Well, it looks like we have a former-socialist-bloc-inhabitant group forming here. And one with a bit of selective memory, to boot. The shortage problem is taken out of context… yes, there were occasionally times, when some items were scarce. When they re-appeared, people tended to buy too much (aka known as panic-buying), causing actual shortages. (This Sept., after Hurricane Harvey, suddenly a rumour spread in some Texas towns that there will no gas and/or the price would go up. People started panic-buying – and sure enough, most gas stations ran out of gas. There were hour-long lines forming (have pics to prove) … this lasted about 2 wks. The panic subsided after a couple of weeks… sometimes shortages are a state of mind.)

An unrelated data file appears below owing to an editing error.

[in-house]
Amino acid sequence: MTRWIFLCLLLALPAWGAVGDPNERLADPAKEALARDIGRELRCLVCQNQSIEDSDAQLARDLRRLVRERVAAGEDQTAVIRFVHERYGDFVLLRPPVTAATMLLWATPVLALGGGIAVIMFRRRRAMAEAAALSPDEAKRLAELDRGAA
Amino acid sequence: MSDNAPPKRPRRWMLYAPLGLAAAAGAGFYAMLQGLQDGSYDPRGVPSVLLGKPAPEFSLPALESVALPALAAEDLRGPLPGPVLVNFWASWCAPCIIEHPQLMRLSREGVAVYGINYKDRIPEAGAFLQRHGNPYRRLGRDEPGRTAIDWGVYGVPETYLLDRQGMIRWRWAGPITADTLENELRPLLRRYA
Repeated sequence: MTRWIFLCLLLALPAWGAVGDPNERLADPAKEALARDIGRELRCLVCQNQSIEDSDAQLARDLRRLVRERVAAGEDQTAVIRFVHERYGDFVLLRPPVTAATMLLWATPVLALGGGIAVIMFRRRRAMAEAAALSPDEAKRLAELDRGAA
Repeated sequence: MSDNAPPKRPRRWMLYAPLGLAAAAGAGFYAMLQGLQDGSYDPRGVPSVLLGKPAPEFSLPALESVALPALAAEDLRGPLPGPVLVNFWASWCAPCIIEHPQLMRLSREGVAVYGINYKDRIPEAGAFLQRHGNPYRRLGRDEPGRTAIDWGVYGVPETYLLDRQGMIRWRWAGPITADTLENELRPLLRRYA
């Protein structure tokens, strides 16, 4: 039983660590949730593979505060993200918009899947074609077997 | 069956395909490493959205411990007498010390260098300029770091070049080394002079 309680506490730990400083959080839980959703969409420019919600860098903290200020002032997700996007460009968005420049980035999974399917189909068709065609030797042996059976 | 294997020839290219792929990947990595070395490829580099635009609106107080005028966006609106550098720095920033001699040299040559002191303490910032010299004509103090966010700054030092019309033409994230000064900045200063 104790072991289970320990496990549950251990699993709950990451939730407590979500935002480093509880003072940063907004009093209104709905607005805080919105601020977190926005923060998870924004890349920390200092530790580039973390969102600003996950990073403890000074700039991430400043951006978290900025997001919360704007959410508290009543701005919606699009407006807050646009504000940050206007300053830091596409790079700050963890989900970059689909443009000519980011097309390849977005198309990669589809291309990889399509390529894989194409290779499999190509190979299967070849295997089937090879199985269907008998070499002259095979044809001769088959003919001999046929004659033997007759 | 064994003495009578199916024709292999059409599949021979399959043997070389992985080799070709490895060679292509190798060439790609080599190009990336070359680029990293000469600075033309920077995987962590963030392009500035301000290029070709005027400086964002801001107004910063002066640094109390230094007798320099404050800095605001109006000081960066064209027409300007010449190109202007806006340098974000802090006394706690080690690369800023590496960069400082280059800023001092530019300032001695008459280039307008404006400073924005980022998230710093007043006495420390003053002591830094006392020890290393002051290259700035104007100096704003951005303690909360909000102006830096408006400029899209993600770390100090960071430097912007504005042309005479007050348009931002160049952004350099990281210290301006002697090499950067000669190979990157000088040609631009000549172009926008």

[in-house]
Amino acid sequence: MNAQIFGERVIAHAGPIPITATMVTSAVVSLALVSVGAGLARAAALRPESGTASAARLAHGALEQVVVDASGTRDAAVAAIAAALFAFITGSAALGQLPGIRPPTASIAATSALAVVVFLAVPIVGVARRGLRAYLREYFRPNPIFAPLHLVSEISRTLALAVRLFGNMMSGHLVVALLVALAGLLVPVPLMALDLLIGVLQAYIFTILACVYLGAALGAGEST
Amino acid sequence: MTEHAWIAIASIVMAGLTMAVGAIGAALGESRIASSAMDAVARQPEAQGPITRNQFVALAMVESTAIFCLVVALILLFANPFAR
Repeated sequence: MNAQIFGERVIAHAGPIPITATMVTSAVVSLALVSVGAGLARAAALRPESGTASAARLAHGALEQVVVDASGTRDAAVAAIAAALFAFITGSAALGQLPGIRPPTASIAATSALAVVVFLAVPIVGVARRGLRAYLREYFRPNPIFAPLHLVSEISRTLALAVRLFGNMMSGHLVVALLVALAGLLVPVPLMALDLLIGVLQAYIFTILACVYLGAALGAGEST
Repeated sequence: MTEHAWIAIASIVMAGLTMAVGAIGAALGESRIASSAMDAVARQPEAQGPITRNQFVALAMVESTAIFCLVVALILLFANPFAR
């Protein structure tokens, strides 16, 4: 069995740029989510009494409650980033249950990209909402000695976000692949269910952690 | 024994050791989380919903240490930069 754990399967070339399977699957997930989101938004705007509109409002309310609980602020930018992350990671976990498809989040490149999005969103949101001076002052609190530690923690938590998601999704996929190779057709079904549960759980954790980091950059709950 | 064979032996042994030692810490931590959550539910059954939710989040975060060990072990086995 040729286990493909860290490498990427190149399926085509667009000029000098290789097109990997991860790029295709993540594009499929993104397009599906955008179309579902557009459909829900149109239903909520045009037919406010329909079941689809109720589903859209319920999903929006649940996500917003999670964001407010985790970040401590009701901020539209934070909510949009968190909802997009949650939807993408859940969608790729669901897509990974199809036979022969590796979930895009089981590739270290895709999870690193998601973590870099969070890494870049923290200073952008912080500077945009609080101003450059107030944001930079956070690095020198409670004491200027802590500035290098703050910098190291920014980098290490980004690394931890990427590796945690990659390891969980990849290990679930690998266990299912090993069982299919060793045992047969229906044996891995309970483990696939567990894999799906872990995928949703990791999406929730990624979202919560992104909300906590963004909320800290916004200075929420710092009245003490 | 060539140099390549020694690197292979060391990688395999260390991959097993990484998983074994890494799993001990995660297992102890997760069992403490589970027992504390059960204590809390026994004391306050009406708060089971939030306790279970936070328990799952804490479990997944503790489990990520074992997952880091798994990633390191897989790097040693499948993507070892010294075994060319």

Reply
            1. lyman alpha blob

              You’d think that when people decry the ‘shortages’ in socialist countries, they were talking about widespread deprivation and people starving in the streets or dying for lack of care. It often turns out it was just people who had to wait in line a little bit to get what they needed. The horror….

              Better to have instant gratification, over consumption and all that that implies – like frying the entire planet.

              Reply
              1. JBird